Rick C. LUSSY, Petitioner, v. FOURTH DISTRICT COURT OF APPEAL, etc., et al., Respondents.
Richard C. Lussy, etc., Petitioner, v. John Fenniman, etc., et al., Respondents.
In April, 2001, Rick C. Lussy, also known as Richard C. Lussy, petitioned this Court for writs of mandamus against the Fourth District Court of Appeal and others and John Fenniman and others. We consolidated these related cases and, on December 20, 2001, issued an order to show cause, dismissing the petitions as facially insufficient and requiring Lussy to show cause why he should not be prospectively denied the right to file pro se petitions with this Court.1 On January 11, 2002, Lussy filed his “Reply & Motion To Strike Show Cause Order.” The Court hereby denies the motion to strike and imposes sanctions on Lussy for his continued abuse of the judicial system.
Abuse of the legal system is a serious matter, one that requires this Court to exercise its inherent authority to prevent. As we held in Rivera v. State, 728 So.2d 1165, 1166 (Fla.1998): “This Court has a responsibility to ensure every citizen's access to courts. To further that end, this Court has prevented abusive litigants from continuously filing frivolous petitions, thus enabling the Court to devote its finite resources to those who have not abused the system.”
Although rare, we have not hesitated to sanction petitioners who abuse the legal process by requiring them to be represented by counsel in future actions. In Jackson v. Florida Department of Corrections, 790 So.2d 398 (Fla.2001), the sanction of requiring a member of The Florida Bar to sign all of petitioner's filings with this Court and dismissing all other pending cases was imposed on a litigious inmate who repeatedly filed frivolous lawsuits that disrupted the Court's proceedings. In Martin v. State, 747 So.2d 386, 389 (Fla.2000), the sanction was imposed against a petitioner who, like Lussy, repeatedly filed lawsuits that included personal attacks on judges, were “abusive,” “malicious,” “insulting,” and demeaning to the judiciary. In Attwood v. Singletary, 661 So.2d 1216 (Fla.1995), the petitioner was sanctioned for filing numerous frivolous petitions, including one that was filed shortly after the Court's order to show cause was issued.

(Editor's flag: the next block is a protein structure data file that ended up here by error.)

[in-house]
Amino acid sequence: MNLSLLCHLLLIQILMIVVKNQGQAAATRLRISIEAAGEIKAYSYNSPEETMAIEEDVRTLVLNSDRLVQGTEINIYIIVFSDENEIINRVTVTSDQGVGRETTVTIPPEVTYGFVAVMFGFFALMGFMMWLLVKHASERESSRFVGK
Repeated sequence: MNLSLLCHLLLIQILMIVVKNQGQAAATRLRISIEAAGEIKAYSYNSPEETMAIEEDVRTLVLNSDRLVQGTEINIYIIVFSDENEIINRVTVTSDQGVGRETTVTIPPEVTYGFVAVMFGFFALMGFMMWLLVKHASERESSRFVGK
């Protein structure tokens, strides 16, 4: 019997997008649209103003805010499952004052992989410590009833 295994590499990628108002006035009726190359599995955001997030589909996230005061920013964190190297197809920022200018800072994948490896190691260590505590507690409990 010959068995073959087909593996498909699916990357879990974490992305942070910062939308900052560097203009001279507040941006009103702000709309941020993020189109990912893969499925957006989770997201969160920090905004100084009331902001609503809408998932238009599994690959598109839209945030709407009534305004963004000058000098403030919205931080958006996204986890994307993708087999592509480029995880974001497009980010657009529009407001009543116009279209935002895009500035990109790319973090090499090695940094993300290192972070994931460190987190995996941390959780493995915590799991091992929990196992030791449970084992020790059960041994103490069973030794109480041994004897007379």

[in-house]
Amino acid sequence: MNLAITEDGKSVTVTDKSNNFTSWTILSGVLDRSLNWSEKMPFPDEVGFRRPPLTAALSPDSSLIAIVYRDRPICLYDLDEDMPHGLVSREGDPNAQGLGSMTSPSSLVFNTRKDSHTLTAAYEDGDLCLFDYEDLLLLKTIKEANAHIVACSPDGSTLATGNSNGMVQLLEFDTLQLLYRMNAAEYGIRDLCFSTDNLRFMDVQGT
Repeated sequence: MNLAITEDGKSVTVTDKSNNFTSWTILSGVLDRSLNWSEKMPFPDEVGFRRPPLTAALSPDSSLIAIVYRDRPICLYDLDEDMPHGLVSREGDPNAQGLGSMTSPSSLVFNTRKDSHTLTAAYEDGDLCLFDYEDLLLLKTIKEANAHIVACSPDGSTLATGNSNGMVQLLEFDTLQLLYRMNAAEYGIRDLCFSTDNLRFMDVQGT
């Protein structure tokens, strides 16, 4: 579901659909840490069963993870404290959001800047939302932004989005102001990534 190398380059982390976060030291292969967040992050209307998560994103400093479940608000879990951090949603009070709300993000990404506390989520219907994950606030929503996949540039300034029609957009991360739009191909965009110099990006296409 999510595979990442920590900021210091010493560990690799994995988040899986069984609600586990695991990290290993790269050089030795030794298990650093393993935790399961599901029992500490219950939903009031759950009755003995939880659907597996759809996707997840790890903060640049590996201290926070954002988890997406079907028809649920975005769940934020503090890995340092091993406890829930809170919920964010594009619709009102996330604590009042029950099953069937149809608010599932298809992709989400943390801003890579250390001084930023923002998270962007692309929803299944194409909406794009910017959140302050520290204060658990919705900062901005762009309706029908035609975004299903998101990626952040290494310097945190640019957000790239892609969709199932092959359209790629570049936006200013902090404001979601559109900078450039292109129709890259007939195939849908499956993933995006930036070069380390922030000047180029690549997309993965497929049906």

Like the individual in Attwood, Lussy has abused the processes of this Court with his constant filings. Accordingly, a limitation on Lussy's ability to file would further the constitutional right of access because it would permit this Court to devote its finite resources to the consideration of legitimate claims filed by others. See generally In re McDonald, 489 U.S. 180, 184, 109 S.Ct. 993, 103 L.Ed.2d 158 (1989) (finding that “[e]very paper filed with the Clerk of this Court, no matter how repetitious or frivolous, requires some portion of the institution's limited resources”).
Ours is not the only judicial system that Lussy has assaulted. In the 1980s, he erroneously filed meritless claims in the State of Montana. In Lussy v. Davidson, 210 Mont. 353, 683 P.2d 915, 915-16 (1984), the court found: “Appellant Richard Lussy is no stranger to this Court․ In the words of Judge Sullivan, this motion and accompanying brief ‘amount to little more than incoherent rambling.’ ” In Lussy v. Bennett, 214 Mont. 301, 692 P.2d 1232, 1234 (1984), the same court indicated that it had issued a restraining order against Lussy, “enjoining him from proceeding pro se in any Montana court without requesting a leave to file or proceed, and staying all pending actions brought by him pro se.” The court further commented: